February 13, 2013
Flipping The Bird On Intruders – Song Sparrows Show Their Aggressive Side
Alan McStravick for redOrbit.com - Your Universe Online
A new study out of the University of Washington (UW) seems to build on a previous study reported on here at redOrbit only last month. The previous study, out of Duke University, relied upon a robotic ℠Frankensparrow´ to monitor sparrow behavior leading up to and during territorial brawls. The UW team wanted to learn about the threat signals given off by the defensive sparrow to a potential invader.
As it turns out, song sparrows typically employ an increasingly threatening signal strategy aimed at running off trespassing rivals. The first signal is the early warning where the defending sparrow will match the song of the intruder. This is followed by a show of wing waving. Wing waving is the quick flutter of one wing and the other, meant to intimidate the intruder. The team likens the act of wing waving as the sparrow´s version of “flipping the bird” to a rival avian. If these two symbols go unheeded by the trespassing offender, the likelihood of a full-on attack becomes all but imminent.
According to lead author ÃaÄlar AkÃ§ay, who undertook the research while a UW graduate student, “This is one of the most complicated communication systems outside of human language.” The hierarchical warning scheme, therefore, adds a bit more nuance to a communication system that has long been used as a model to study how people use and learn language. AkÃ§ay is now a postdoctoral researcher at Cornell University.
“Here we find that if a sparrow matches the intruder´s song as the intruder invades his territory, this almost always predicts that he will eventually attack the intruder,” AkÃ§ay said.
“We succeeded here because we recognized that song-matching is an early warning signal,” said co-author Michael Beecher, a UW professor of psychology. “We designed our experiment to simulate an escalating intrusion by another song sparrow, so that our subject would begin with low-level threat signals before switching to higher-level threat signals.”
Beecher, in pointing out the team´s recognition of song-matching, helped write a study published online this month in the journal Proceedings of the Royal Society B which presents the first evidence that song-matching is used as an early warning signal. Previous studies have alluded to the possibility of this behavior representing an overtly aggressive posturing on the part of the defensive sparrow, but that connection had never been clearly established.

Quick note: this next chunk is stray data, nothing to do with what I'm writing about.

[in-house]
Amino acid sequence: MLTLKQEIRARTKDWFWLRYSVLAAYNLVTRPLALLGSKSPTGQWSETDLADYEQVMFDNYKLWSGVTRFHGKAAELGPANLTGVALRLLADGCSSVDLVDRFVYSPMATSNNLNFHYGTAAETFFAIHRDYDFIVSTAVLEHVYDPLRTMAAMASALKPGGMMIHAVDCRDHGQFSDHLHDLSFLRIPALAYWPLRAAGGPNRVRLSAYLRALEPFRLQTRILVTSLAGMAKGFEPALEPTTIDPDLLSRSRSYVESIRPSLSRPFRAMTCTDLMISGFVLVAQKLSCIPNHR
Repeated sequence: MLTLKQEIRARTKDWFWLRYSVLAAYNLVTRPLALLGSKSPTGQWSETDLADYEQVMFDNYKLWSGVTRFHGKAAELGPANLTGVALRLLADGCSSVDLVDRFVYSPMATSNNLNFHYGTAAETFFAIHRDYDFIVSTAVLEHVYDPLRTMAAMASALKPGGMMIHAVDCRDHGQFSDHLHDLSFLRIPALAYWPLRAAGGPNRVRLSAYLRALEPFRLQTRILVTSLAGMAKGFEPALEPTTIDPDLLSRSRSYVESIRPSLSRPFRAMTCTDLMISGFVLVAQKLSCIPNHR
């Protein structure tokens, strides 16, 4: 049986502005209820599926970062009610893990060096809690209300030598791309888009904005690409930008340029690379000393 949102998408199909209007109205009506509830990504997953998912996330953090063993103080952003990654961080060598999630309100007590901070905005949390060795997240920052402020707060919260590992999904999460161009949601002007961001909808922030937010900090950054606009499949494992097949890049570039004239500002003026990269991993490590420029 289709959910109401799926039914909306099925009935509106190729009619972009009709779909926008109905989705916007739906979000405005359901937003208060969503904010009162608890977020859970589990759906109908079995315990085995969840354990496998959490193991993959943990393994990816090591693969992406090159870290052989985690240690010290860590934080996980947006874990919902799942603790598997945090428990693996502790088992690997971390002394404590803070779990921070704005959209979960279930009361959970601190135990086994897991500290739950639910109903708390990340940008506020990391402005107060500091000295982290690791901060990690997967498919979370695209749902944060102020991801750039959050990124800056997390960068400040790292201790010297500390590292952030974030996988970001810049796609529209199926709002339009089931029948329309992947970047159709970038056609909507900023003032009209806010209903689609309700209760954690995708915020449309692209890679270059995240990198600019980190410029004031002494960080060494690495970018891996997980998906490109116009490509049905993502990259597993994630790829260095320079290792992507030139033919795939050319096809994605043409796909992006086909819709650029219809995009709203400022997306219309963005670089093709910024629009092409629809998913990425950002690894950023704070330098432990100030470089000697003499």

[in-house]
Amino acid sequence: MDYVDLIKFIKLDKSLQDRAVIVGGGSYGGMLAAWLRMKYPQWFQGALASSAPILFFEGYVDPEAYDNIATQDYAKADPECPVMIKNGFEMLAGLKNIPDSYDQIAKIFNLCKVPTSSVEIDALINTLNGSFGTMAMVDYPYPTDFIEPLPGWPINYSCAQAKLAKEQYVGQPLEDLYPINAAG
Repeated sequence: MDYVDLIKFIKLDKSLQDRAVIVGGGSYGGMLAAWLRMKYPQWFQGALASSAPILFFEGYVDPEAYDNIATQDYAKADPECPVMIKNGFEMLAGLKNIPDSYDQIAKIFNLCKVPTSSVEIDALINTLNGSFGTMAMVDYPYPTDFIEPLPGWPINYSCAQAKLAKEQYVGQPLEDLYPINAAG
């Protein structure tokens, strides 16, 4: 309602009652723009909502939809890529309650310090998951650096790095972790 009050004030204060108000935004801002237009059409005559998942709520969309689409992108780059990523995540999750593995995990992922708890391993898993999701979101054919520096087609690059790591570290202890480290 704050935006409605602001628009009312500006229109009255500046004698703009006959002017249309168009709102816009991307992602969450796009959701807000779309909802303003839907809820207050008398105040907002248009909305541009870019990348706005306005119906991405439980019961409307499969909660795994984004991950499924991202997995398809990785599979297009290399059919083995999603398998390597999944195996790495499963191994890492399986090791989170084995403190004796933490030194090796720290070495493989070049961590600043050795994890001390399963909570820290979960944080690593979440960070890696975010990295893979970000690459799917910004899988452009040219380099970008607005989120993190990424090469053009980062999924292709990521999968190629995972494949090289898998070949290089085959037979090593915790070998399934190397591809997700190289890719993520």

The male song sparrow (Melospiza melodia) has been known to defend his home turf against any male song sparrow that intrudes. This sparrow has a collection of eight to 10 songs used to attract a potential mate, post his territory, communicate with neighbors, and, as in this most recent study, threaten an intruder.
The UW research team conducted a fair amount of their research in Discovery Park in Seattle. It was here they identified and recorded songs from 48 different sparrows. The team also had a stuffed song sparrow decoy they used to represent the possible intruder. The stuffed sparrow was placed either in a bush or tree while the team played back a recorded song.
The first playing of a recorded song was done just outside of the subject sparrow´s territory. With the recorded song coming so close to their own territory, the subject sparrow would respond with song while making an approach to the speaker from which the song was emanating.
Of course, the second playing of the song by the researchers was then played at a distance of approximately 60 feet within the subject´s immediate territory. In this experiment, the decoy stuffed sparrow was uncovered and placed directly on top of the speaker. With its beak exposed, the decoy appeared as if it were actually performing the song the subject was hearing.
The live subject sparrows responded somewhat predictably. Most of the subject sparrows responded with a matching song. When the stuffed intruder moved into the territory and persisted in singing, the defending sparrow progressed to higher-level warnings that included both soft songs and wing waves.
As the stuffed sparrow is inanimate, it was unable to react to the elevated activity of the higher-level warning signs presented by the subject sparrows. This ultimately led to an attack by the live bird on the research team´s faux feathered friend.
“Birds generally do all this signaling,” AkÃ§ay said, “because it´s usually beneficial to avoid getting into a fight if it can be avoided. There are less costly ways to persuade an aggressor to back down.”
The aggression of this species was noted as being particularly high. Some 31 of the 48 birds observed in the study eventually engaged in an attack. Those birds that engaged in song matching were found to be the most likely to attack.
This means, however, not all of the birds exhibited the same aggressive stance toward the intruder. Some of the birds, termed “bluffers” by the team, would match the trespasser´s song but then not follow through with an attack. On the opposite side of the spectrum were those termed “under-signalers.” This subset of the group would often attack without having provided a soft song or wing wave.
Of note to the team was how these behavioral subtypes, which they are now studying, appear to mimic humans in that they have personalities that shape their behavior in distinctive ways.
“These kinds of field studies provide context for laboratory research that uses bird song learning as an animal model for exploring the brain mechanisms of learning,” Beecher said. “Using bird song as a model system without understanding its natural social context would be like studying the neural basis of language without any idea of what humans use their language for.”
Other co-authors are Mari Tom, a recent UW graduate, and Elizabeth Campbell, a research technician at the UW. The National Science Foundation funded the study.